They call me Alison. I finally finished reading the monster, or shall I say the Leviathan, that is Moby Dick. Diving into this staple of the Western Canon was a challenge and frustrating at times, but retrospectively I’m so pleased that I finished reading about The Great Whale.
Upon finishing the novel, I was surprisingly sad. Granted, it was refreshing to finally finish what felt like an interminable book, but since I invested so much time and energy over the course of a few weeks – the bittersweet ending of the narrative coincided to my own bittersweet sentiments.
Though the plot was slow, the prose was beautiful, musical even, and the thankfully short, digestible chapters were wonderfully descriptive. An added bonus is understanding the meaning and inspiration behind a sea of pop culture references, images, art pieces, tattoos even. In fact, The Art of Fielding, which is my favorite book I’ve read over the past 6 months, heavily references Melville’s masterpiece and it’s an obvious theme apparent in the setting, plot and characters.
If you’re on the fence about reading Moby Dick, don’t be intimidated by the sheer enormity of the novel or the level of difficulty because the catharsis and overwhelming feeling of accomplishment upon its conclusion is worth the labor. However, if you are one who can read multiple books concurrently (sadly, I never was) this is easily one that can be conquered chapter by chapter – a marathon more than a sprint. Alas, you will be grateful that you finally experienced the classic Great American Novel and more importantly, you’ll be grateful that you sailed along the Pequod and had the privilege of knowing the ever tortured Captain Ahab and the mysterious and elusive White Whale.
Independence Day is all about freedom and heroism and standing up for just causes, rights and beliefs. If you don’t believe me, watch Independence Day starring Jeff Goldblum and Will Smith this weekend and I dare you not to agree that defending America from alien annihilation is the epitome of patriotism.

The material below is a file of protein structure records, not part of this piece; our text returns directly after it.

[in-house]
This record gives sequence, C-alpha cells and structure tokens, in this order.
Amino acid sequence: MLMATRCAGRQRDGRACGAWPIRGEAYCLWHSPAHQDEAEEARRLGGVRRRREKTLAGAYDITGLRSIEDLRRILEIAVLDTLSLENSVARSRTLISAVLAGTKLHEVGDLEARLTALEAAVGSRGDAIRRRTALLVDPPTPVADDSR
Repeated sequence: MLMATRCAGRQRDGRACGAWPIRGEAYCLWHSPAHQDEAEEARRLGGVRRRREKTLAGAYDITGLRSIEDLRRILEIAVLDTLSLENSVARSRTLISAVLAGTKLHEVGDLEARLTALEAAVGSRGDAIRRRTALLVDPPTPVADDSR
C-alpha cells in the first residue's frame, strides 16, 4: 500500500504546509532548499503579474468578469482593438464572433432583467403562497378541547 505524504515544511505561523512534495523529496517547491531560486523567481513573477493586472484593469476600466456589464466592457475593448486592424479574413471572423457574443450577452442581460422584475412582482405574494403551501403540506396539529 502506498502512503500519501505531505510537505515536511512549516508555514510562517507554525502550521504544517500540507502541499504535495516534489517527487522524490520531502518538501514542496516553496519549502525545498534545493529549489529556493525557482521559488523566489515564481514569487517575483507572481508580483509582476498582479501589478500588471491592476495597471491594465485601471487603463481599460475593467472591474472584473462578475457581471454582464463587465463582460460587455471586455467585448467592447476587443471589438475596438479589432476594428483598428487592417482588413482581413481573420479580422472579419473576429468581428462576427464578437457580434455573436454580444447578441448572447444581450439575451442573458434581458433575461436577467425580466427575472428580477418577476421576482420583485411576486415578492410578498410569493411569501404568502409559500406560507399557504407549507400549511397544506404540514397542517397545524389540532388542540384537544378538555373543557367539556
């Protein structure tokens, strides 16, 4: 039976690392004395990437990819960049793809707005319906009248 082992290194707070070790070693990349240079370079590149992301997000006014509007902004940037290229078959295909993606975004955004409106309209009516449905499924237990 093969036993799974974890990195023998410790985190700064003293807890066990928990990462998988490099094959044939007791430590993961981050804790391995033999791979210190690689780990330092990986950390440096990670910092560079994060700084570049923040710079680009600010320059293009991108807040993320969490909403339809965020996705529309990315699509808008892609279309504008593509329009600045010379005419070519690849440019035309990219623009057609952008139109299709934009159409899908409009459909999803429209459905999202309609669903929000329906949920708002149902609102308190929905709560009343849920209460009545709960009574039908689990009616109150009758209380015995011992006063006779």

For today’s edition of my weekly wrap-up, I think it’s only appropriate to recognize a few inspirational individuals who made a big impact this week. Heroes in their own beautiful, individual ways.
- Commercially speaking, The Amazing Spiderman was the obvious superhero of the week. Andrew Garfield did an exceptional job of portraying young, confused, but responsible Peter Parker in the reboot of the epic Marvel series. Not only did he capture the intelligence and quick wit of Spiderman, but his convincing empathy, kindness and love for Aunt May and Gwen Stacy stole my heart and I want to watch it again. Also, I desperately want to date him.
- Anderson Cooper and Frank Ocean are heroes in an intangible way, but no less powerful. Both of their “coming out” monologues were so beautifully written and communicated that hopefully a number of ignorant eyes were opened this week. Cooper matter-of-factly shared how his personal life was private for the sake of good journalism, but openly shares that he’s a gay, happy and proud reporter and individual. I particularly love Ocean’s liner notes for his upcoming album (pictured above) describing being in love for the first time. It’s so honest and universally identifiable – I hope we soon realize that love isn’t defined by gender any more than it was defined by race a few decades ago.
I spent the rest of my holiday eating barbecue, drinking beer and celebrating with friends. Nothing extreme or out of the ordinary. I just hope you all had a safe holiday and wish you an even better weekend.